Skip to content

Martina Fiorita

After the facelift, our house is shiny and white, with all of its plaster intact.

After the facelift, our house is shiny and white, with all of its plaster intact.

While we were walking in Spain last month, our house in Martina Franca experienced a much-anticipated facelift. Ever since we acquired this centuries-old place years ago, we had intended to address its aging stucco façade before chunks of ancient plaster wreaked havoc on passers-by below. But there always seemed to be something else more urgent to fix, so we postponed the inevitable until we couldn’t ignore it any longer.

Scaffolding obstructed the already narrow street in front of our house for the duration of the stucco project.

Scaffolding obstructed the already narrow street in front of our house for the duration of the stucco project.

Home improvement is never pleasant, but now I am a firm believer in absenting yourself completely during the process. While there is some inherent risk in trusting the fates to make sure it all works out the way you imagined, avoiding the dust and noise made it all worthwhile. Hedging our bets, we deputized friends to drop by, unannounced, to assess the progress, surreptitiously shooting the occasional photo to send us in an effort to calm my nerves. It turns out we needn’t have worried. Angelo, our intonachista (plasterer), was an absolute champion. He came highly recommended by the neighbors who had not-so-subtly referred him to us over the years. His work was superb and he finished the job both on budget and weeks earlier than promised, firmly dismissing stereotypes of Italian remodeling horror stories. He even sent his own photos to us on the Camino, pressing his son into service to navigate the electronic mail infrastructure on his behalf.

Martina's Baroque balconies and windows are now adorned with floral displays in a show of civic pride motivated by the Barocco in Fiore competition.

Martina’s Baroque balconies and windows are now adorned with floral displays in a show of civic pride motivated by the Barocco in Fiore competition.

After we returned to a shiny new, blindingly white house, we were visited by representatives of Martina Franca’s Comitato Centro Storico, a citizens’ group dedicated to preserving and improving Martina’s historic town center. It seems they wanted to include our house in a competition called “Barocco in Fiore,” an effort to adorn as many centro storico balconies with flowers and hanging vines as possible, focusing attention on Martina Franca’s baroque architecture among the annual wave of summer tourists. But that appeal was just the thin end of the wedge. Next we were invited to join the committee to further its good works, including translation services and an appeal to share the punto di vista degli stranieri (foreigners’ view) on such pressing issues as parking in the historic center, litter abatement and more.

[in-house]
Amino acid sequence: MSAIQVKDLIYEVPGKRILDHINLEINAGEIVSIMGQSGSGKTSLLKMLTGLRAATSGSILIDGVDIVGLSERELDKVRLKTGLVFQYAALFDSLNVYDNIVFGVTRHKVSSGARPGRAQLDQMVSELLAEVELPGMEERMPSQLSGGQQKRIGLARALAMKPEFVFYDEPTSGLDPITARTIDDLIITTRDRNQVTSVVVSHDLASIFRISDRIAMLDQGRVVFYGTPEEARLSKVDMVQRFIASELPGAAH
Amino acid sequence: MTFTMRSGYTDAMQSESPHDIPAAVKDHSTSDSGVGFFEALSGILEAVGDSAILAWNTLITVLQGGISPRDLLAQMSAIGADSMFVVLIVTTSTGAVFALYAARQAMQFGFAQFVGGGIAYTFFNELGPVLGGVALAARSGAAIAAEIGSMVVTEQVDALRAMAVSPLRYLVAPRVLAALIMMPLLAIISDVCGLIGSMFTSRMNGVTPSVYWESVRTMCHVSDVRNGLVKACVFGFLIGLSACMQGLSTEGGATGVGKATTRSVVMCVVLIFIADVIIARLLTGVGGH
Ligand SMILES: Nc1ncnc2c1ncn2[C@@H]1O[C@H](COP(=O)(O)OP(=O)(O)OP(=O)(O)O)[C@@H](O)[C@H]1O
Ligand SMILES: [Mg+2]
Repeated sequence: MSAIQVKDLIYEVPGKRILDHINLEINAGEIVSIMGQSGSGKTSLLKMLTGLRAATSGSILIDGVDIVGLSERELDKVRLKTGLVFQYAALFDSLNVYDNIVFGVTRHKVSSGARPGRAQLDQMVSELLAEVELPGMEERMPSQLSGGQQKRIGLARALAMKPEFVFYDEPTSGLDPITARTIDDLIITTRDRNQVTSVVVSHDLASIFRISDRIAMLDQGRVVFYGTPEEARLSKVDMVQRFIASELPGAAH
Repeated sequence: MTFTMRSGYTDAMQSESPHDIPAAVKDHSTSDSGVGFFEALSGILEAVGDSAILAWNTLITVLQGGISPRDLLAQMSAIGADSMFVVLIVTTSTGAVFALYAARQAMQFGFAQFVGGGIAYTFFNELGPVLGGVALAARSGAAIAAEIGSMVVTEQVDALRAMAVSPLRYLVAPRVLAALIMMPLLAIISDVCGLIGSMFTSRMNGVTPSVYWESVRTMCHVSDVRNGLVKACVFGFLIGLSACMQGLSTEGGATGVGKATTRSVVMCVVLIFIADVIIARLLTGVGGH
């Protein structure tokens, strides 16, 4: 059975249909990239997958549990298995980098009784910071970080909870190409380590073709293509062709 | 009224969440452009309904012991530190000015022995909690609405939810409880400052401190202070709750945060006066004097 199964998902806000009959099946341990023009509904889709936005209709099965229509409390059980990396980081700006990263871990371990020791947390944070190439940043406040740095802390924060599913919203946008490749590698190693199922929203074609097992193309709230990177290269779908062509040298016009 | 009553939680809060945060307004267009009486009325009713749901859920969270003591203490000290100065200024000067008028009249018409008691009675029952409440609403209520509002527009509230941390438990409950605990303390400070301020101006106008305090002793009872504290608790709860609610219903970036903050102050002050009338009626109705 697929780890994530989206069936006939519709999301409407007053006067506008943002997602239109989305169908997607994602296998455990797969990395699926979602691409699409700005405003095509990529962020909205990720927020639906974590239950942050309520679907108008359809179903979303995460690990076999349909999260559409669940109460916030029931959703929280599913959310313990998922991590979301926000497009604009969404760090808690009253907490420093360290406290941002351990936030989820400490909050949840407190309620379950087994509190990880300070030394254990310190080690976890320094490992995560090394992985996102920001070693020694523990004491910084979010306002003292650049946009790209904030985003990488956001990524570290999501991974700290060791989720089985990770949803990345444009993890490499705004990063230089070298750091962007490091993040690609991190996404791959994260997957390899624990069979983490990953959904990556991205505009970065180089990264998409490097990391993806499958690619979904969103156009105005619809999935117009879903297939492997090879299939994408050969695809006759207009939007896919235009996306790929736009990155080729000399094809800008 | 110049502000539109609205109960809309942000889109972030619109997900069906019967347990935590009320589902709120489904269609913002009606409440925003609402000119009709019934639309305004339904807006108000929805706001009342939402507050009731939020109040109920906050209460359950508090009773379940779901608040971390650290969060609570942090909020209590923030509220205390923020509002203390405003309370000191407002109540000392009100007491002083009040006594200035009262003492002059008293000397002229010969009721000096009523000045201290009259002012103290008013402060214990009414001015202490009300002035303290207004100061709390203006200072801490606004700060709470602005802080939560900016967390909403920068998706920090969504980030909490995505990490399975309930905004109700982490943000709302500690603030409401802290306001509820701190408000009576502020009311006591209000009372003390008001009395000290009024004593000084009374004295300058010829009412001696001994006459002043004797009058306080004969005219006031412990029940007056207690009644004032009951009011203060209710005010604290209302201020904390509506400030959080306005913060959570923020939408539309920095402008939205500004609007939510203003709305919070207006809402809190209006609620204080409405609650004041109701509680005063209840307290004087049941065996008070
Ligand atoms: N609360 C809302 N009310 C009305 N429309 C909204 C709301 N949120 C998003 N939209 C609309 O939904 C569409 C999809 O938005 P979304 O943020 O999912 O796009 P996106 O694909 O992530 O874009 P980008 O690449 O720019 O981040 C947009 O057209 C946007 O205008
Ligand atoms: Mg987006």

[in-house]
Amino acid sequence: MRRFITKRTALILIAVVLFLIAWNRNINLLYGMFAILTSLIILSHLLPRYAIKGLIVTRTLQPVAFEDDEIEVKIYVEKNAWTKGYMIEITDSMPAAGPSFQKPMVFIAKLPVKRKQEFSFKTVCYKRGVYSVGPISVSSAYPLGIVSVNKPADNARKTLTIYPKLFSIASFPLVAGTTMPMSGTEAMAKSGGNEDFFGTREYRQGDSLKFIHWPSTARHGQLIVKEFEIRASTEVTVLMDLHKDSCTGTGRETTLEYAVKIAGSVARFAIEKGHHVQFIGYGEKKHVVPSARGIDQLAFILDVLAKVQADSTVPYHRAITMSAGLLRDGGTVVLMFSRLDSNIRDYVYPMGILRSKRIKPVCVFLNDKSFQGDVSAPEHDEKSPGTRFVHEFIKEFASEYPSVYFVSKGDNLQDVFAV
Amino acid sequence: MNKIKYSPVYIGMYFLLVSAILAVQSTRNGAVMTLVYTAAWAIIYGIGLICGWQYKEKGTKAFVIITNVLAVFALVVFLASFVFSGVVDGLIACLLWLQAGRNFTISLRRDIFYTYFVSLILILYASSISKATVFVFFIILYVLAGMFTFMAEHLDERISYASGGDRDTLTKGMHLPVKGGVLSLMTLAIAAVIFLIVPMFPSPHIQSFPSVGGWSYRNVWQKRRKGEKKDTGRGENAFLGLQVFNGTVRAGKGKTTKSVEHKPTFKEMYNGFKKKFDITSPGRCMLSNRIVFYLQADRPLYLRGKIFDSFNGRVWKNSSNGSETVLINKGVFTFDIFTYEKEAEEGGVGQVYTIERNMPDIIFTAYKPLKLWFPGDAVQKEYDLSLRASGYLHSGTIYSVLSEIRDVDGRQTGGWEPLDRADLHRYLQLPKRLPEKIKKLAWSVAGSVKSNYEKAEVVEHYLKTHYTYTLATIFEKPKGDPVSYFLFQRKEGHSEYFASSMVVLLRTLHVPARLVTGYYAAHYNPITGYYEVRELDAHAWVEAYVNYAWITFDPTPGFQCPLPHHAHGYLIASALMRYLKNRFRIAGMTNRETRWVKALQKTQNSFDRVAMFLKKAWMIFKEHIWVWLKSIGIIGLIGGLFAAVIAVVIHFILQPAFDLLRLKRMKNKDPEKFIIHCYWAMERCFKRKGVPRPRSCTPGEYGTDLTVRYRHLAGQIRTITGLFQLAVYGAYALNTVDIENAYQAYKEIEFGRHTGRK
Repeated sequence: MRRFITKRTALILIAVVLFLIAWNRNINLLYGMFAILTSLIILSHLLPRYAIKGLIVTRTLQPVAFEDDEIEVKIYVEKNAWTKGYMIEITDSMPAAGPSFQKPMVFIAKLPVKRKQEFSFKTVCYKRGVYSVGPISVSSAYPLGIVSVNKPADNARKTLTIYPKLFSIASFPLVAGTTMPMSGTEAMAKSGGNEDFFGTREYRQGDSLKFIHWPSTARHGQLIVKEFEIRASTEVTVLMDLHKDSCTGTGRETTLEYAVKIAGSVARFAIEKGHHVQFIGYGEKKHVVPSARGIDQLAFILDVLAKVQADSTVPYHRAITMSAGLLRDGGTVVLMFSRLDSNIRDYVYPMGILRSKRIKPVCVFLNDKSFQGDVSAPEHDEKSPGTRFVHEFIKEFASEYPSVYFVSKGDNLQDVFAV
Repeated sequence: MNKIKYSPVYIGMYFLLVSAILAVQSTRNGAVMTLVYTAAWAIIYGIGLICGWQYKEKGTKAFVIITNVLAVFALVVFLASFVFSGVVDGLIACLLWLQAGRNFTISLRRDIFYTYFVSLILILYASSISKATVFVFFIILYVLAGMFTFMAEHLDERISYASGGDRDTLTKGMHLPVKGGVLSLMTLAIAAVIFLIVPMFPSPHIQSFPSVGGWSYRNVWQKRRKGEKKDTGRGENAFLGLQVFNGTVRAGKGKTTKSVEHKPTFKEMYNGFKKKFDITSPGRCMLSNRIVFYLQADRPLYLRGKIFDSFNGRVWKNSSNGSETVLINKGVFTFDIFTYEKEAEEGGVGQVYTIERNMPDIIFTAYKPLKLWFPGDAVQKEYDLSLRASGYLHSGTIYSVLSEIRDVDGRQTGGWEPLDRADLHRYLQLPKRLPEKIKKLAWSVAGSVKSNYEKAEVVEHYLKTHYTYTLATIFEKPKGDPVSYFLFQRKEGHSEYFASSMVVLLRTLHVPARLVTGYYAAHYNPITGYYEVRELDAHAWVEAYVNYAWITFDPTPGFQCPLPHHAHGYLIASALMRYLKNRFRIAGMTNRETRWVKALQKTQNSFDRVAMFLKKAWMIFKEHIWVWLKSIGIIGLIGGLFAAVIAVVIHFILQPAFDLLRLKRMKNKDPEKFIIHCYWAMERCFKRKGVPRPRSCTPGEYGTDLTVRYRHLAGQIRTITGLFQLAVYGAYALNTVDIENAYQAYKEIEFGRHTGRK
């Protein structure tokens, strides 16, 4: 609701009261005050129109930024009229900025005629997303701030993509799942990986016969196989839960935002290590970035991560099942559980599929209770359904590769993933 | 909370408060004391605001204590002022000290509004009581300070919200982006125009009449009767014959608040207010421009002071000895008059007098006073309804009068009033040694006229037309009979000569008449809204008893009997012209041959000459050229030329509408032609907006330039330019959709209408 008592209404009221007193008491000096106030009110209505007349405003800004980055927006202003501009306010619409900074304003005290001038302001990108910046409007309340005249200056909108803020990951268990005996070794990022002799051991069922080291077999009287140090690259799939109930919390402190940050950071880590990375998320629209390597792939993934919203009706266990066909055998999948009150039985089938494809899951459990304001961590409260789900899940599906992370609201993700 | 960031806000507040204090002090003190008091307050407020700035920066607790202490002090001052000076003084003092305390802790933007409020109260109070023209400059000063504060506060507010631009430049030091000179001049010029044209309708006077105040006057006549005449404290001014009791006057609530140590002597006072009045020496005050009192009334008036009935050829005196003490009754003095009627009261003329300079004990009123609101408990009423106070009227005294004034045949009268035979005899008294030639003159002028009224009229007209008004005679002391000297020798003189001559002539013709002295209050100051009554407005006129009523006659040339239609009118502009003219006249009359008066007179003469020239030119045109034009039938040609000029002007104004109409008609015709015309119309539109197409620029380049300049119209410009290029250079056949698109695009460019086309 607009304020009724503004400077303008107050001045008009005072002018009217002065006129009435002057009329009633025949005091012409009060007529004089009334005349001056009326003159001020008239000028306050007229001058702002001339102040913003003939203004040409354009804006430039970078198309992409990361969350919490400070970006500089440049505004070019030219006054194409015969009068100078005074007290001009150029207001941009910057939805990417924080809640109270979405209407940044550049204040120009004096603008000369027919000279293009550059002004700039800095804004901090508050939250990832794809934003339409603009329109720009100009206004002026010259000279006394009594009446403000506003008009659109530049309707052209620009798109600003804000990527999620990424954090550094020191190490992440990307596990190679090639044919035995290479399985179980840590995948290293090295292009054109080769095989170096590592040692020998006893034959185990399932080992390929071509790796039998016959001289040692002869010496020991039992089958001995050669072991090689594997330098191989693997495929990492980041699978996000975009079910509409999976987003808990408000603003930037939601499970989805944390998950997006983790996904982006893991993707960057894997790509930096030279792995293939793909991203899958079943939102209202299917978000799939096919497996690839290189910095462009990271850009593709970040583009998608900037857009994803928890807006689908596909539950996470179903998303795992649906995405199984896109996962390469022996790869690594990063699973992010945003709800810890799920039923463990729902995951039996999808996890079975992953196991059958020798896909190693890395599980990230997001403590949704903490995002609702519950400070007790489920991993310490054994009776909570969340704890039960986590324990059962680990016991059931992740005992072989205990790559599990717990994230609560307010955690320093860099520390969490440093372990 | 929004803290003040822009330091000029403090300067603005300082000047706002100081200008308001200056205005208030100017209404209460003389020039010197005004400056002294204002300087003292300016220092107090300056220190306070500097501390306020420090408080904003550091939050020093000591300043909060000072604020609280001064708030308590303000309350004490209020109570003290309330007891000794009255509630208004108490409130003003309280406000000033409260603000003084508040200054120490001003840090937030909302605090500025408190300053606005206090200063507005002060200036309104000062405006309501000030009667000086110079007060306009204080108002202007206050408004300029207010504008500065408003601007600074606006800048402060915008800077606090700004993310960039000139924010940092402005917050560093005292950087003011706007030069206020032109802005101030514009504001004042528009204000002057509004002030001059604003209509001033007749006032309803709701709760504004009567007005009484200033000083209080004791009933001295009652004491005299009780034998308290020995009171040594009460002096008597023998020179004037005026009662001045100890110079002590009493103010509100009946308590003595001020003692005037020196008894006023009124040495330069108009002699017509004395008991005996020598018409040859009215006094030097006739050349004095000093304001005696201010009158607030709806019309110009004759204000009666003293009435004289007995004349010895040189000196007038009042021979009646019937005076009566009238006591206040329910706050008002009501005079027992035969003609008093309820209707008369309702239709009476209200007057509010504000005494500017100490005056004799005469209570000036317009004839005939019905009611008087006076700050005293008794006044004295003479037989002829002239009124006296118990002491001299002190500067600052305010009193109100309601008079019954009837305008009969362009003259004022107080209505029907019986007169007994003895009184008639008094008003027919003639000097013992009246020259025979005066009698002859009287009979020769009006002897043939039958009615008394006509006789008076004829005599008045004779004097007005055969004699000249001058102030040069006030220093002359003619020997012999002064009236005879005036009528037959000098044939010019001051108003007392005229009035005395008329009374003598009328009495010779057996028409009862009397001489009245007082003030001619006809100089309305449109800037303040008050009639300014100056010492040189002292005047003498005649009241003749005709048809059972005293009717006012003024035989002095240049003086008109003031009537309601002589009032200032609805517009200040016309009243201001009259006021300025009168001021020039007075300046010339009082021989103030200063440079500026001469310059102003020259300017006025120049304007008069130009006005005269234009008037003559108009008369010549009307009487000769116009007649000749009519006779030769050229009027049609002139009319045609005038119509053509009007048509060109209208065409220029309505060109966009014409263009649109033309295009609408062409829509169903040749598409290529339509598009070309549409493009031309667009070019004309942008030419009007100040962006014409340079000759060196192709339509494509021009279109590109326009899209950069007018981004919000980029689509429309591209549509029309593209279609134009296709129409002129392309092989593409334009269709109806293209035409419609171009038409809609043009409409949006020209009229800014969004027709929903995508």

The Comitato Centro Storico Martina Franca is especially well organized; they've even developed a logo.

The Comitato Centro Storico Martina Franca is especially well organized; they’ve even developed a logo.

We went along to our first meeting eager to join in with fellow preservationists. While the group bore some resemblance to volunteer civic groups everywhere, there were some classically Italian elements that served to remind us that we were out of our cultural depth. The meeting started pleasantly enough: introductions were made and polite chat about where we lived, who we knew and what we thought of Martina Franca occupied the first half hour. But it became clear that no decision-making would take place at the actual meeting since factions had already met and discussed their positions in advance. And because the positions were fairly well entrenched—and diametrically opposed—nothing much happened beyond a drawn-out discussion of where the Barocco in Fiore ballots should be printed and how much should be spent to finish the job. Oh, and there was quite a lot of back and forth about whether or not to identify street names on the map that accompanied the Barocco in Fiore

The map and the ballot: fruits of many hours of important comitato discussion.

The map and the ballot: fruits of many hours of important comitato discussion.